As if the promise to dismantle most of the Washington-based government wasn't enough, Texas Congressman Ron Paul has also made waves in his bid for the Republican presidential nomination with his maverick stance on drug policy.
During his 30 years in the House of Representatives, Paul has authored and co-authored multiple marijuana-friendly bills. He's proposed laws to decriminalize marijuana, permit industrial hemp farming, and constitutionally delegate to states how to enforce extant medical marijuana.
None of these bills have ever been heard in committee. Nonetheless, Paul's drug war bona fides are earning him admirers among liberals who note that Paul is the only candidate to remotely approach the two points necessary to end the Drug War: Repealing, or at least amending, the Controlled Substances Act, and a rescheduling of marijuana within the DEA's pantheon of forbidden fruits.
as a pot-friendly alternative to President Barack Obama, whose Justice
Department has done more to dismantle state-legal medical marijuana than
George W. Bush's crew ever did.
supporters ignore a key point: If Paul were president, he wouldn't be any better
for legalizing marijuana than President Obama -- or worse than Romney or Santorum. And as recently as
Monday's debate in South Carolina, Paul had this to say about ending the Drug War: "I don't think we can do a whole lot about it."
Marijuana was criminalized by the feds in 1970, when the Controlled Substances Act was passed by Congress (under pressure from Richard M. Nixon's administration). Only Congress can repeal an act of Congress, just as only Congress can amend the Constitution, raise taxes, and wage war (legally).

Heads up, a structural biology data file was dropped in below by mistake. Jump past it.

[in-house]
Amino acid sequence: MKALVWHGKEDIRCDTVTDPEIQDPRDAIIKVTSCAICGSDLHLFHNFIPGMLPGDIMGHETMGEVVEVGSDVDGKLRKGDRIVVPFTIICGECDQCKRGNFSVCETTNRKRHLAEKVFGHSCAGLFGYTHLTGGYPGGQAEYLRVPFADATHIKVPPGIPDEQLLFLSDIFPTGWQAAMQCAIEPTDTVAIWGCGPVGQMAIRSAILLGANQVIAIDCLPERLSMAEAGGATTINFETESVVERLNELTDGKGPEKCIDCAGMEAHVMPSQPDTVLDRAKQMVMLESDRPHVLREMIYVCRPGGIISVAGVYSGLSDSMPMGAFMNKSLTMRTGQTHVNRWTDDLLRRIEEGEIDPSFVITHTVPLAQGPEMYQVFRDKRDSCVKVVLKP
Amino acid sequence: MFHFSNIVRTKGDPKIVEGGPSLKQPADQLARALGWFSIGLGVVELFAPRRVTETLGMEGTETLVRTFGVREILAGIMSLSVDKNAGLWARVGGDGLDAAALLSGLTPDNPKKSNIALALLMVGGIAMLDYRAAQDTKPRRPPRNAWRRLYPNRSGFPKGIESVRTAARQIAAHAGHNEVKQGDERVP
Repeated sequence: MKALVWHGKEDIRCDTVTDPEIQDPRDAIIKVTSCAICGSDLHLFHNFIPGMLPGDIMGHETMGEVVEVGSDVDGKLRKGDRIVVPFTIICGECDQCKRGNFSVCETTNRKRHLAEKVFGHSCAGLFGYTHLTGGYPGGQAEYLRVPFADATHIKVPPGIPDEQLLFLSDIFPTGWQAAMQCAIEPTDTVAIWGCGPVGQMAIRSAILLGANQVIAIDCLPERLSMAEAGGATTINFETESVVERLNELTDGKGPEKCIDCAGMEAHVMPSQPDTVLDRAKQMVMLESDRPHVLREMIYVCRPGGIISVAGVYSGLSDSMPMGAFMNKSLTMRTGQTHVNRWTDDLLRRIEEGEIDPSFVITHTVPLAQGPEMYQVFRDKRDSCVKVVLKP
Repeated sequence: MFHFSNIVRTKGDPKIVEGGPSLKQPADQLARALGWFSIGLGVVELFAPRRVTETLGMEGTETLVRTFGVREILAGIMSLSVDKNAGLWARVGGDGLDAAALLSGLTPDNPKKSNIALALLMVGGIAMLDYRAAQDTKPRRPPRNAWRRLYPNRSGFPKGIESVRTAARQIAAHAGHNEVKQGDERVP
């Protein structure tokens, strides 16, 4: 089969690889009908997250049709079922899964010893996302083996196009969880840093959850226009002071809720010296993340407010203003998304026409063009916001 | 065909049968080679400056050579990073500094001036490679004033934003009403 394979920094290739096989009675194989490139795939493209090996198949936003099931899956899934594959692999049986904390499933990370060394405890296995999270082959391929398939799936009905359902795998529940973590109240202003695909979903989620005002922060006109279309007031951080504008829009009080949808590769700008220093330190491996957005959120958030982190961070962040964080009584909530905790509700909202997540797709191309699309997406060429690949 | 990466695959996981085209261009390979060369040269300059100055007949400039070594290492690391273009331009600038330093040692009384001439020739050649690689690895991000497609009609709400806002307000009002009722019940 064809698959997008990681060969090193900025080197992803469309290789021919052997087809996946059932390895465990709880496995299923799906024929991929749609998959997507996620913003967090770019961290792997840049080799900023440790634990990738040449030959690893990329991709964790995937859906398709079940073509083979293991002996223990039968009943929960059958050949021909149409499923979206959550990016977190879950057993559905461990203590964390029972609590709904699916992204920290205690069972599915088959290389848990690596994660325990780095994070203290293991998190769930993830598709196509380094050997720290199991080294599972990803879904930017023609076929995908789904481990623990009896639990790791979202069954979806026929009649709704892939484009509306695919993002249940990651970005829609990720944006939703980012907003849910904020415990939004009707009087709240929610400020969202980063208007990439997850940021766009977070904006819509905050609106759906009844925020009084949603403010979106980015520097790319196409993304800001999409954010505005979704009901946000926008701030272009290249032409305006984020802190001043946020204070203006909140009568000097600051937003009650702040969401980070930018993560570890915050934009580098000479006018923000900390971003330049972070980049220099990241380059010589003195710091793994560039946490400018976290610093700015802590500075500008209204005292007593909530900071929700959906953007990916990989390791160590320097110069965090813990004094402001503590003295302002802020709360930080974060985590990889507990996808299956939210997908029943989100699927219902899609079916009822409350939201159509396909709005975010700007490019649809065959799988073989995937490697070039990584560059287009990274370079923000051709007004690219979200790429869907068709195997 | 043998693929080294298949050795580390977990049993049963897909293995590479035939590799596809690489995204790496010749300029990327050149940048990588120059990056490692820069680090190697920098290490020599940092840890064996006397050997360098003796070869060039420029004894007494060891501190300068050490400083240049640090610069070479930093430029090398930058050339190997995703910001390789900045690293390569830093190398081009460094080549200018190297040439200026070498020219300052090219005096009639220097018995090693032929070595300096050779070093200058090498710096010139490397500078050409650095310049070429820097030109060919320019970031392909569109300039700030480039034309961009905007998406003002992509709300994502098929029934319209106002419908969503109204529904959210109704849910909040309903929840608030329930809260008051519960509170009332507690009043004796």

The federally subsidized war on marijuana can end if the CSA remains, as long as marijuana is dropped from Schedule I, the list of the most dangerous drugs, to Schedule II (which includes cocaine) or lower. Through the CSA, the general public can directly petition the Attorney General to do this. Theoretically, the president could issue an executive order unilaterally urging the Attorney General to do this, but to do so would be "an extension of executive power," according to Robert Smith, a professor of political science at San Francisco State University.
Earlier this month, Stephen DeAngelo, the founder and CEO of Oakland's Harborside Health Center -- the nation's largest cannabis dispensary and the subject of the Discovery Channel documentary series Weed Wars -- made noise of his own when he suggested to the Huffington Post that pot activists should vote Republican. "We are single-issue voters," said DeAngelo, whose comments were followed by the Justice Department's extension into Colorado of the crackdown on state-legal medical cannabis that's been ongoing in California since September. Surely a Republican cannot be worse?
DeAngelo isn't supporting Paul or any other Republican, or at least not yet, he told us during a recent interview with SF Weekly. "Millions of us are looking for the right place to put our vote," DeAngelo said. While other marijuana activists like South Lake Tahoe-based Steve Kubby, author of one of the marijuana legalization voter initiatives vying for a spot on Californians' November 2012 ballots, have thrown their weight behind Paul, DeAngelo says he'd prefer to back Obama as he did in 2008. "I'm waiting and hoping that he does the right thing and comes to our defense," he said. "I'm not going to vote for someone who thinks I'm a criminal and should be in prison."